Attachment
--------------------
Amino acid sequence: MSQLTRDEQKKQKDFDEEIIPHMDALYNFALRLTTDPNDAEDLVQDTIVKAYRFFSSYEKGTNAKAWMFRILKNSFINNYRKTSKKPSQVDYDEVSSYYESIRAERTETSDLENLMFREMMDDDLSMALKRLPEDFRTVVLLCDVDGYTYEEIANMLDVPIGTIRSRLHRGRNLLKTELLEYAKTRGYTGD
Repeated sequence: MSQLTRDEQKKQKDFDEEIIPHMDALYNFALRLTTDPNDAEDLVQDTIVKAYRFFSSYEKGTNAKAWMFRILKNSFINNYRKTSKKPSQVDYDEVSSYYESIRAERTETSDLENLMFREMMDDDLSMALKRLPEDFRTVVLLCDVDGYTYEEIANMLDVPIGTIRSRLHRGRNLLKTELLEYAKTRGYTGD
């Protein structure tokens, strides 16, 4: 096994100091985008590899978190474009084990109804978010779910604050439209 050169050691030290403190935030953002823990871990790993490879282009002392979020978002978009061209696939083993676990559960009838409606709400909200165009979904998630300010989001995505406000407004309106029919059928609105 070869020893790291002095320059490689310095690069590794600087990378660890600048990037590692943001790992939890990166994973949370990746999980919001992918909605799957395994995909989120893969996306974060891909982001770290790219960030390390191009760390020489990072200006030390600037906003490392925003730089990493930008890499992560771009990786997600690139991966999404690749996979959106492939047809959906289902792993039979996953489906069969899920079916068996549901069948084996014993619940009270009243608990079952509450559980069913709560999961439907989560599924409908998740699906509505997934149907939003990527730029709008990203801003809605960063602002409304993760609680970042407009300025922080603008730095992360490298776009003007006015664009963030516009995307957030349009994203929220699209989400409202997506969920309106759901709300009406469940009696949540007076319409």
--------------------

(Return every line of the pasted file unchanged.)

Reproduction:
Amino acid sequence: MSQLTRDEQKKQKDFDEEIIPHMDALYNFALRLTTDPNDAEDLVQDTIVKAYRFFSSYEKGTNAKAWMFRILKNSFINNYRKTSKKPSQVDYDEVSSYYESIRAERTETSDLENLMFREMMDDDLSMALKRLPEDFRTVVLLCDVDGYTYEEIANMLDVPIGTIRSRLHRGRNLLKTELLEYAKTRGYTGD
Repeated sequence: MSQLTRDEQKKQKDFDEEIIPHMDALYNFALRLTTDPNDAEDLVQDTIVKAYRFFSSYEKGTNAKAWMFRILKNSFINNYRKTSKKPSQVDYDEVSSYYESIRAERTETSDLENLMFREMMDDDLSMALKRLPEDFRTVVLLCDVDGYTYEEIANMLDVPIGTIRSRLHRGRNLLKTELLEYAKTRGYTGD
């Protein structure tokens, strides 16, 4: 096994100091985008590899978190474009084990109804978010779910604050439209 050169050691030290403190935030953002823990871990790993490879282009002392979020978002978009061209696939083993676990559960009838409606709400909200165009979904998630300010989001995505406000407004309106029919059928609105 070869020893790291002095320059490689310095690069590794600087990378660890600048990037590692943001790992939890990166994973949370990746999980919001992918909605799957395994995909989120893969996306974060891909982001770290790219960030390390191009760390020489990072200006030390600037906003490392925003730089990493930008890499992560771009990786997600690139991966999404690749996979959106492939047809959906289902792993039979996953489906069969899920079916068996549901069948084996014993619940009270009243608990079952509450559980069913709560999961439907989560599924409908998740699906509505997934149907939003990527730029709008990203801003809605960063602002409304993760609680970042407009300025922080603008730095992360490298776009003007006015664009963030516009995307957030349009994203929220699209989400409202997506969920309106759901709300009406469940009696949540007076319409």